Waterguide - Well water
What is well water?
Well water forms as a result of rain, lake and river water that has seeped into the ground. This means well water is also always groundwater. It is already used as drinking water in several regions on Earth, although it does not always meet drinking water requirements. Waste from chemical industries, anthropological settlements or the use of fertiliser and pesticides in agriculture can also cause chemicals to enter and pollute the groundwater or well water. For this reason, it is often a good idea to treat well water first.
How does well water treatment work?
Water pumped from a well has to be treated if it is to meet drinking water quality. The choice of treatment options depends on the composition of the water, which can vary substantially from region to region. The water may need to be filtered to remove dissolved solids (e.g. in karst regions). Iron and manganese often have to be removed using appropriate filters. And the use of a softening unit may also be necessary. Conducting a water analysis can help to determine what treatments are most suitable.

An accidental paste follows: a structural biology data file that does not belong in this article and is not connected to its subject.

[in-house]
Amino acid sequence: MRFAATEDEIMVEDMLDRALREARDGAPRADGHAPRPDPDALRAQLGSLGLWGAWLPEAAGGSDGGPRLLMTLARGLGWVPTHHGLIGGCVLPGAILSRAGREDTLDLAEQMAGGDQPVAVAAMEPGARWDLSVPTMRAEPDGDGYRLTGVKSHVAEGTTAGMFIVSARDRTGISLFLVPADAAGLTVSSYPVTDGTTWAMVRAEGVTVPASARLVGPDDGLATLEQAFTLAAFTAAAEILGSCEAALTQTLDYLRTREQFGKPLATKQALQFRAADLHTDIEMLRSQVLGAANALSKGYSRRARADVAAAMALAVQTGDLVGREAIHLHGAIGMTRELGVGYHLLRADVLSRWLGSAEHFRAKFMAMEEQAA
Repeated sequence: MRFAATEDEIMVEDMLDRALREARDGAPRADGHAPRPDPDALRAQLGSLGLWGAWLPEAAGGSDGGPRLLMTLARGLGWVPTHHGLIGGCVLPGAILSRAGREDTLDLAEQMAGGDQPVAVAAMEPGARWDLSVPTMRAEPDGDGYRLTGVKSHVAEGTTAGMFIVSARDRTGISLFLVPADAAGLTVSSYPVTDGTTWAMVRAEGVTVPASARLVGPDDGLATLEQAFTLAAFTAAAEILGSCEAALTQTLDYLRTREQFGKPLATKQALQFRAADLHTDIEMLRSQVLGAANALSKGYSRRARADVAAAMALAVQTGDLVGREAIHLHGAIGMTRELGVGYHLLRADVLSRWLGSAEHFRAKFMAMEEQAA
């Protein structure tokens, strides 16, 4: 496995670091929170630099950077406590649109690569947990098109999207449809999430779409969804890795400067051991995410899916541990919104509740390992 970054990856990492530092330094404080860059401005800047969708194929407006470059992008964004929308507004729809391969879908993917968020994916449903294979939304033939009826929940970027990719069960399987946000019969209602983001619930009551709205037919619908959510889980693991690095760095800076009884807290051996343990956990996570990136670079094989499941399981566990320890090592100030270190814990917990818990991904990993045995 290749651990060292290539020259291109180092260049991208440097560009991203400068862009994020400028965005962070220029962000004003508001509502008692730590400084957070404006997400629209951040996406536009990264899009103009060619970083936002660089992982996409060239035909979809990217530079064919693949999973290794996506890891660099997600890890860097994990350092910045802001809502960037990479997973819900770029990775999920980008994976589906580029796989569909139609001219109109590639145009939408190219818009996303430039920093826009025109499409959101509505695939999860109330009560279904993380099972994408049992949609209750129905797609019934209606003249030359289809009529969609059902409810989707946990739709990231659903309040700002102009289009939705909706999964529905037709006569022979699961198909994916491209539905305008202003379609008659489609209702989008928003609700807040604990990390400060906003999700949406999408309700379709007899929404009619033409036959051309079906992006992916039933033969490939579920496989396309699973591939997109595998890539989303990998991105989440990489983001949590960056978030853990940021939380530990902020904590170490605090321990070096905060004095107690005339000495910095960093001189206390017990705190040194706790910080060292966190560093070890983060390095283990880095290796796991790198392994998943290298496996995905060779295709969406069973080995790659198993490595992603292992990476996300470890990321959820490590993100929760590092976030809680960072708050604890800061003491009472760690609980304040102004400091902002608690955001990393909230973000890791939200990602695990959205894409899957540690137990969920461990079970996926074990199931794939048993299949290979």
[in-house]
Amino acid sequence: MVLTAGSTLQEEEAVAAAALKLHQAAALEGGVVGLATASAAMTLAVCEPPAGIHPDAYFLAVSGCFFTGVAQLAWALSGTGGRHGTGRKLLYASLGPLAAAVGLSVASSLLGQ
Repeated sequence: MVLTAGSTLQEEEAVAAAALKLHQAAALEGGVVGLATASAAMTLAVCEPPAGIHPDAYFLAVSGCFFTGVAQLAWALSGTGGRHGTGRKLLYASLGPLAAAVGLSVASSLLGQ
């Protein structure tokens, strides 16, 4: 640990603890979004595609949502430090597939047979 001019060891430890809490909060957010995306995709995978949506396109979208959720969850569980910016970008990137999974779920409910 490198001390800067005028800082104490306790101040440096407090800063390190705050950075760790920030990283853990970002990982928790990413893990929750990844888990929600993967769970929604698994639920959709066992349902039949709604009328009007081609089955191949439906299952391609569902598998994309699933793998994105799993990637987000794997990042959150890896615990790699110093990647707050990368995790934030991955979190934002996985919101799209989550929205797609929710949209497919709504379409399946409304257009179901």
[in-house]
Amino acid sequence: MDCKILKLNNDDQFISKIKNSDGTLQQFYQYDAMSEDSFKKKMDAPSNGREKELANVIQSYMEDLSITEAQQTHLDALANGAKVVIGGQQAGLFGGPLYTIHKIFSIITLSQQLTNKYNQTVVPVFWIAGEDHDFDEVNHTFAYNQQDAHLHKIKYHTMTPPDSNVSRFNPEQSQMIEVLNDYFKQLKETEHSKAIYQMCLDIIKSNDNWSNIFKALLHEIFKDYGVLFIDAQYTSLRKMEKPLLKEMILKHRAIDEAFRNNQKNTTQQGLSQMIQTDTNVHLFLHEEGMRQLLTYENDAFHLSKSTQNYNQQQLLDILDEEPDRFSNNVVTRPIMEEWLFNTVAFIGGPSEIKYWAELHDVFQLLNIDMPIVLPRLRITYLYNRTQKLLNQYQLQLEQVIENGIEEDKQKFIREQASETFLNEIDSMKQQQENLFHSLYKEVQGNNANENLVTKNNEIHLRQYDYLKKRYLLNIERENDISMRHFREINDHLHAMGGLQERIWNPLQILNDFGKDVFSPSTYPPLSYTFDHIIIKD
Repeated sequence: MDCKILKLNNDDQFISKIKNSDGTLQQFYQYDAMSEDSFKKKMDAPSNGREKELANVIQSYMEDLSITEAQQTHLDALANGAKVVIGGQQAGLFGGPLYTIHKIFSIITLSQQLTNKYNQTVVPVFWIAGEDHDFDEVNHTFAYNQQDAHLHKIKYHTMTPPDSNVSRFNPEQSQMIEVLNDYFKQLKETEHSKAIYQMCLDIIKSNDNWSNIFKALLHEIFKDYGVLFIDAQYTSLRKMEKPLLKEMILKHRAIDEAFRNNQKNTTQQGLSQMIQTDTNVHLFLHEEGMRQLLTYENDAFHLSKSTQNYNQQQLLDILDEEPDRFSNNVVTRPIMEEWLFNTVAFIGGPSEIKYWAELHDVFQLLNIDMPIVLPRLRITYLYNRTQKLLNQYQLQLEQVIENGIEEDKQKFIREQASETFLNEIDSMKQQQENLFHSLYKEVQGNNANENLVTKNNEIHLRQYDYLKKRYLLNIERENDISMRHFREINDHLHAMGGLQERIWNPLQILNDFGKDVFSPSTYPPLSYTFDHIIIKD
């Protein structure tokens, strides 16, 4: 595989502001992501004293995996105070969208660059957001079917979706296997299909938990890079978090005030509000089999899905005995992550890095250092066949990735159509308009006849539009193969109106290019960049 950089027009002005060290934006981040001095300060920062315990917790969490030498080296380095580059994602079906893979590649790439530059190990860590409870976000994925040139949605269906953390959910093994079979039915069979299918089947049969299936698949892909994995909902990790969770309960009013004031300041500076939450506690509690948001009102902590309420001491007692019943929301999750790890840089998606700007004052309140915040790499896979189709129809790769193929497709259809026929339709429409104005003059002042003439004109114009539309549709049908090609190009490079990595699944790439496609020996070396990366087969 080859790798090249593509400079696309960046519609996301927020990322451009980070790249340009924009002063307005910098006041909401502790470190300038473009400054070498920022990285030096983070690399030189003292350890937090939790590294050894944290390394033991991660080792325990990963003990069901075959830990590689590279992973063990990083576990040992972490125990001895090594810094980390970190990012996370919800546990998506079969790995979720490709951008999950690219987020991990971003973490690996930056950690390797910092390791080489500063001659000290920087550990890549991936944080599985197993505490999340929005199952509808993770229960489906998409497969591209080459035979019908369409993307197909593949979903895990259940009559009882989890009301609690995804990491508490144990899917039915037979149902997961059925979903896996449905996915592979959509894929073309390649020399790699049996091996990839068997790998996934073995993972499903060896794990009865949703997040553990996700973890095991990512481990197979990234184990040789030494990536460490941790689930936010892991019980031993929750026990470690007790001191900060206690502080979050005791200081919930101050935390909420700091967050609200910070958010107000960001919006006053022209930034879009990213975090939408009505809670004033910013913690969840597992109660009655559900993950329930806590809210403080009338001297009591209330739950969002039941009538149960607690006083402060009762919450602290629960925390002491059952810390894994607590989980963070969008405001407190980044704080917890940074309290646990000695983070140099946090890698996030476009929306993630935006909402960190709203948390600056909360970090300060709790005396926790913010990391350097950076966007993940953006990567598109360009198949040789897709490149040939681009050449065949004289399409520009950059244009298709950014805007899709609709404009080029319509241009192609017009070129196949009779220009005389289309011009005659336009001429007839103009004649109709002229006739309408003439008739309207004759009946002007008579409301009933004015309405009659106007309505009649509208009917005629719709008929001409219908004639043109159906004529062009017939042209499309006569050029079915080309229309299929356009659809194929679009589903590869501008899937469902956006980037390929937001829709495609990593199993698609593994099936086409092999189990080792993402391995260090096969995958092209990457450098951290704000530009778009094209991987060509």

What filter does Herco use for treating well water?
As filtration is often required (depending on dissolved substances and/or colloidal particles – measured as TSS or SDI), we consider Herco multi-media filters (MFT filter) the most suitable for treating well water. When the concentration of substances is low, the use of Herco iron/manganese removal filters (HEF) can be sufficient.
Sustainability aspect: Is there an unlimited supply of well water?
Due to the high growth in population on Earth, the need for drinkable water is also increasing. In dry regions in particular, it is not possible to compensate the oversourcing of groundwater with rainfall, as it is a rare occurrence in these regions. This gradually dries out the groundwater / lowers the overall water table. This is compounded by additional factors such as pollution and climate change, with ever longer periods of drought.